The live chat is an amazing tool for hybrid and virtual event planners. It is integrated into interactive virtual audience platforms but is often underused or even not used at all!
We were lucky to have a conversation about it with Benoît Trystram, strategic planner, editor designer and virtual and hybrid event expert. He tells us why we shouldn’t fear live chats and explains how to use them to our advantage to answer virtual participant’s needs.
Moderating or hosting?
There are two ways to manage a live chat:
- Action: the participant posts and I decide to publish it and to make it visible: the moderator acts beforehand.
- Reaction: every comment is visible immediately and the host reacts to the posts, resulting in a more flowing live chat.
Nowadays, most planners are either afraid of using a live chat, or they want to control it too much. They fear, amongst other things, that it will create “an event within the event”: but it shouldn’t be a problem. Agencies and event planners have to let go of their auto-centric vision: if a participant finds content and interacts via live chat, and finds what he was looking for, then there is no problem. It is a way to keep them online, to grab their attention: if the participant posts a comment, it means he is actively participating and listening.
Participants’ expectations have changed. They need to participate actively, and the live chat allows them to do that. They are a part of the event, they participate, they feed or even influence the conversation when the speaker reacts to questions and comments.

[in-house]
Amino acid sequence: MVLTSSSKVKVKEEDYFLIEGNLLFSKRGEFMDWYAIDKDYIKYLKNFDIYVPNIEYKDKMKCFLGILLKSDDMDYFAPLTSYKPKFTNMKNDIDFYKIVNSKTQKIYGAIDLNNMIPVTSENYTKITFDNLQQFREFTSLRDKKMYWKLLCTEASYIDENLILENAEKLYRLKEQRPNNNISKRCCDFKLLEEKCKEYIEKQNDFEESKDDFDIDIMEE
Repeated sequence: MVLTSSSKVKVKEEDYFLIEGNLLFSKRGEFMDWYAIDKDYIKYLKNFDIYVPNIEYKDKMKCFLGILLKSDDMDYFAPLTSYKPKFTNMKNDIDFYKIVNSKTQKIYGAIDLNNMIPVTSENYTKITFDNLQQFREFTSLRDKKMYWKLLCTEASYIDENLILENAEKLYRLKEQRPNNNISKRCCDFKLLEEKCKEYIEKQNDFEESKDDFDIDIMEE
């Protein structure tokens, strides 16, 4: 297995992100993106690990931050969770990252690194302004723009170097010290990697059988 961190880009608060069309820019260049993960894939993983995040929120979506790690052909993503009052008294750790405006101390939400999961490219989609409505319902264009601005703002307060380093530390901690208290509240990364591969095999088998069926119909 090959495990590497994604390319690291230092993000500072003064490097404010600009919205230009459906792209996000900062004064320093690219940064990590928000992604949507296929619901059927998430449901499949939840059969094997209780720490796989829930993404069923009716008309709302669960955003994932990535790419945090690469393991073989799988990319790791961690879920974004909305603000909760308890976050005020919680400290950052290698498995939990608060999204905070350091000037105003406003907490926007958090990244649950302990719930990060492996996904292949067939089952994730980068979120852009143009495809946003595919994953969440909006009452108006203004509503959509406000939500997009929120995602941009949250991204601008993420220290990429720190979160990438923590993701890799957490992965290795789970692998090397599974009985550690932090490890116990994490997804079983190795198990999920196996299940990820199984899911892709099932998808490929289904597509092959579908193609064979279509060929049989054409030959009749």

It is not just a speech given by one person, but a conversation between audiences.
So, to answer your question : hosting!
"I am convinced that we are entering a conversation and commenting era."
How to implement a dynamic live chat?
Nowadays, a live chat is a tool that needs to be planned like a PowerPoint presentation, like a video. And it is often underused.
A live chat has to be scripted:
First step: the live chat script. Here is my idea: before the event, the team has to write a detailed live chat script to drive the conversation.
Second step: host the live chat to keep it dynamic and lively during the entire event. A review can be used to make sure that the live chat isn’t only used at the end of the session. It has to be highlighted at different times: during activities and surveys for example. It is not about asking questions that are usually published too late or that are answered solely at the end: the speakers have to react to comments gradually.
Third step: we make sure that the participants are involved in the event by asking them, for example, to react on stage after a comment, which is a function offered by Sparkup.
Virtual audiences also look for serendipity. It is important to feed the conversation, to create encounters. With a virtual audience, it won’t be physical but the tools allow us to create interaction and engagement.
The three golden rules for a dynamic live chat?
DISPLAY: Show that the live chat exists by displaying it on the screen. It doesn’t have to be displayed continually, but as much as possible, during moments that are defined beforehand. It has to be visible to be used fully.
ANONYMISE: Allow everyone to use an alias. If needed, moderation can be used.
HOST: It is not up to the participants to manage the chat, it is the planner’s job. Of course, some members of the audience might take it over and influence the conversation. Keep in mind that 25 % of participants will post at least once, even if it’s just to say hello, and 5 % of them will take over the live chat.
The host must always be there to make sure that the chat stays a conversation, to keep it inclusive and to make it more dynamic if needed.
I will add that the live chat has to be marketed and made attractive to every audience. It is necessary to create interaction: polls, quizzes, questions, even if they are not automatically shared on stage. It guarantees that the participant stays engaged.
For more details, read Benoît’s article: Comment contrôler le contenu du tchat sur un événement digital ?